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Worthy of Profound Generosity - Interview with Michelle Sutton on the Petrus Development Show

In this episode, Andrew visits with Michelle Sutton, Director of Development at the Duke Catholic Center.  They discuss a variety of strategies in fundraising within campus ministries. Talking about interacting and building relationships with their students, parents and community. And how to build a sustainable annual fund by creating long-term strategy.


Show Notes:

Michelle is a graduate of Duke University with a political science major. She spent her college summers working in Washington, D.C. and realized that a career in politics is not what she wanted. While at college she was very involved in student ministry and two months before graduation, was offered the Director of Development job at Duke Catholic Center. The first thing she did once accepting the job was to attend the Petrus Development Conference in 2012.

Duke Catholic Center

When Michelle became Director of Development in 2012, the center had 5 staff members and was functioning at a $600,000 annual budget. Now, at the end of the last fiscal year, the center has 11 staff members and runs at a $1.25 million budget.

They have been able to double their size over the last 8 years by focusing on growth in their annual fund and growing their donor pipeline. Their pool of donors comes from alumni, parents, faculty and staff.

Parent Group Strategies

They focus over the summer and fall semesters to meet as many freshmen students and parents. By keeping a record of student involvement, they are able to cultivate relationships and reach out to parents for feedback and advice. People aren’t used to getting calls from campus ministry, so getting those calls can be encouraging and enlightening. Studies show that 80% of Catholics that will leave the Church, will do so between the ages of 18-24. Having their child's campus ministry reach out to them, shows parent’s that they care.

Fr. Mike Martin has been extremely valuable and supportive of the development program. It’s so important to have that support.

What Michelle has learned over the years is that you have to be okay with close to perfect. It’s necessary in order to move forward and take action. And through it all personal outreach is most important. Much more important that having things perfect.

Making the big ask, not the perfect ask, opens the eyes of donors to what’s possible. Michelle says that you may not benefit right in that moment from the big ask. You might be told no, but it opens the door to the possibility of what’s possible. The rising tide raises all ships. We need to be bold. Campus ministries are worthy of profound generosity.

Volunteering

Michelle spends time volunteering and serving outside of Duke. She knows they value of learning from others and allowing others to learn from you.

Find a couple of organizations you want to support and give to them. Notice what the experience is like and learn from it. Serve on boards and steering committees. Become involved in your community.

Priorities

She has an 8-month-old baby boy, James. Being a new mom has shifted her priorities in the work load. Being super-efficient.

In the same way, focus on donors. You need to focus on long-term strategies. Build a sustainable annual fund with smaller donations and cultivate certain donors for special projects. You can’t rely on the big donor for the annual fund, for when they’re priorities change, you’re left in a deficit and in crisis.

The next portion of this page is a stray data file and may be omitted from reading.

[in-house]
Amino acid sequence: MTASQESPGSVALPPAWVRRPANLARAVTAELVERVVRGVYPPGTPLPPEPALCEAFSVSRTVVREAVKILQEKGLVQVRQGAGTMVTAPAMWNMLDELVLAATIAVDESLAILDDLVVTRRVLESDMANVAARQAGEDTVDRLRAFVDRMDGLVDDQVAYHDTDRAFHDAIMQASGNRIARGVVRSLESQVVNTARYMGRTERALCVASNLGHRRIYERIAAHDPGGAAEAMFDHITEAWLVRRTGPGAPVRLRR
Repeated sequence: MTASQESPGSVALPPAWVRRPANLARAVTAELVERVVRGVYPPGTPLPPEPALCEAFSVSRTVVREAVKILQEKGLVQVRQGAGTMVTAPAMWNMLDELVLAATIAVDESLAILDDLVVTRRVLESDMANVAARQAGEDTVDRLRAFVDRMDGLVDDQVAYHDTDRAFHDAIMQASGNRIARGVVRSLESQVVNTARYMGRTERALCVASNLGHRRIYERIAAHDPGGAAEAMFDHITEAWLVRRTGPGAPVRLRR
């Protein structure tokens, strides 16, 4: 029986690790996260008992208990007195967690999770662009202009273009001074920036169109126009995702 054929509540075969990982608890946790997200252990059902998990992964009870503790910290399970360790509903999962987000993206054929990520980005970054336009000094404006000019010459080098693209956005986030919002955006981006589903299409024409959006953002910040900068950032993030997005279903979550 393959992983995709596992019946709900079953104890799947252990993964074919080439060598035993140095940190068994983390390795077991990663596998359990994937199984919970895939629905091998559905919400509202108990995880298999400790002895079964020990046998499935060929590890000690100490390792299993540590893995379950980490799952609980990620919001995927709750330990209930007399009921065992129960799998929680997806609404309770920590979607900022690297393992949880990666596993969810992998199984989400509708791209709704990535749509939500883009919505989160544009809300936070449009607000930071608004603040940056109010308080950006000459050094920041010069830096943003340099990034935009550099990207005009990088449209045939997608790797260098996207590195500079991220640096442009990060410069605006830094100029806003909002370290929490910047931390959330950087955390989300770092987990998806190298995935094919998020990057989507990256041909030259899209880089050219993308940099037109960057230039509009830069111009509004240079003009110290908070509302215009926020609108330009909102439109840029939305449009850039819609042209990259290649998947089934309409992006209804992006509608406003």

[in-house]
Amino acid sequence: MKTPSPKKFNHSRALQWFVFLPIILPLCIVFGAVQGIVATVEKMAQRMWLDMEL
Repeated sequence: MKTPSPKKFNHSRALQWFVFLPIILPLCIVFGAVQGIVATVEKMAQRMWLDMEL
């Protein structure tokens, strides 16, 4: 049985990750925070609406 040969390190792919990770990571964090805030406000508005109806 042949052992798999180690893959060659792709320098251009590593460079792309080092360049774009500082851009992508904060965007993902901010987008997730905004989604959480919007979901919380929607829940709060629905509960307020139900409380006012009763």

Personal

Michelle has been a dancer, specifically ballet, since her childhood. In fact, ballet introduced her to her first stint in fundraising. She had to earn a portion of the funds needed for a ballet program and she ended up writing appeal letters to friends and family. It worked! She got to attend the program. And now, she enjoys ballroom dancing with her husband.

Lightning Round

  1. If you could fund-raise for any organization at any time, what would it be?
    • Probably something in the Arts, specifically Ballet. Or finding non-profits that focus on building families and parenting.
  2. If you could get a donor meeting with anybody dead or alive, who would it be
    • Henri Nouwen or Taylor Swift
  3. Is there enough money out there for everybody?
    • Absolutely. I think people can give more and our challenge is helping people to do just that.
  4. If you could go back in time and offer yourself one piece of advice, what would it be?
    • Just encouragement
  5. Who are three people who have influenced you the most in the fundraising world?
    • Her AP mentor in college, Barbara Collins and Fr. Mike Martin

And here are Andrew's three takeaways:

  1. How important parents have been in campus ministry fundraising and how to tap into that potential.
  2. Focusing on donors between $1,000-$10,000 to build a sustainable annual fund.
  3. How important volunteering and giving back is to not only yourself, personally, but also to your ministry.

 

Action item: Find 3 non-profits that are new to you and you are passionate about and give to them. It doesn’t have to be a lot of money but something more than $10 if possible. Then learn from your experience. From the initial interface to the response you get. And take that information back to your ministry and how can you utilize it. Try giving through their online portal, calling them or sending a check.

 

If you want to connect with Michelle, you can reach out to her at michelle.sutton@duke.edu or find her on the website www.catholic.duke.edu

 

If you have questions, or want to share a success story, email me at andrew@petrusdevelopment.com or send us a Facebook message. We’re always happy to help. God bless.

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